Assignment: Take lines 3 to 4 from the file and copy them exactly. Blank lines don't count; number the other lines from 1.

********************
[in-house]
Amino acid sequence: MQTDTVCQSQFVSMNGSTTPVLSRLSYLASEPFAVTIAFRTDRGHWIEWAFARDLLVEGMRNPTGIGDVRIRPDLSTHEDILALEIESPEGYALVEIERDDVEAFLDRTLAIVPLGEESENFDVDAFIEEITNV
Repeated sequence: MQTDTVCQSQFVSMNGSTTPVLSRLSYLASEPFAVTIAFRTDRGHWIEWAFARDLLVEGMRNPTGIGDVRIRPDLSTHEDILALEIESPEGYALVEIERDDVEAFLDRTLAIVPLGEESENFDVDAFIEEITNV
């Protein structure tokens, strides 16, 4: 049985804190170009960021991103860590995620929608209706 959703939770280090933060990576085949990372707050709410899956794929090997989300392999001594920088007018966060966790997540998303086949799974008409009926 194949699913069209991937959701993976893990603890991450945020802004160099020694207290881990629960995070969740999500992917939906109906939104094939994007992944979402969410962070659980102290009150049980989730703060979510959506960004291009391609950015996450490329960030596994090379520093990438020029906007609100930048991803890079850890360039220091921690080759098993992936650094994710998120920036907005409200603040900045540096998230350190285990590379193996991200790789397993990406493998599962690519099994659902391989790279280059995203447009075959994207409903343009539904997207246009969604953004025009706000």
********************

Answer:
Repeated sequence: MQTDTVCQSQFVSMNGSTTPVLSRLSYLASEPFAVTIAFRTDRGHWIEWAFARDLLVEGMRNPTGIGDVRIRPDLSTHEDILALEIESPEGYALVEIERDDVEAFLDRTLAIVPLGEESENFDVDAFIEEITNV
């Protein structure tokens, strides 16, 4: 049985804190170009960021991103860590995620929608209706 959703939770280090933060990576085949990372707050709410899956794929090997989300392999001594920088007018966060966790997540998303086949799974008409009926 194949699913069209991937959701993976893990603890991450945020802004160099020694207290881990629960995070969740999500992917939906109906939104094939994007992944979402969410962070659980102290009150049980989730703060979510959506960004291009391609950015996450490329960030596994090379520093990438020029906007609100930048991803890079850890360039220091921690080759098993992936650094994710998120920036907005409200603040900045540096998230350190285990590379193996991200790789397993990406493998599962690519099994659902391989790279280059995203447009075959994207409903343009539904997207246009969604953004025009706000």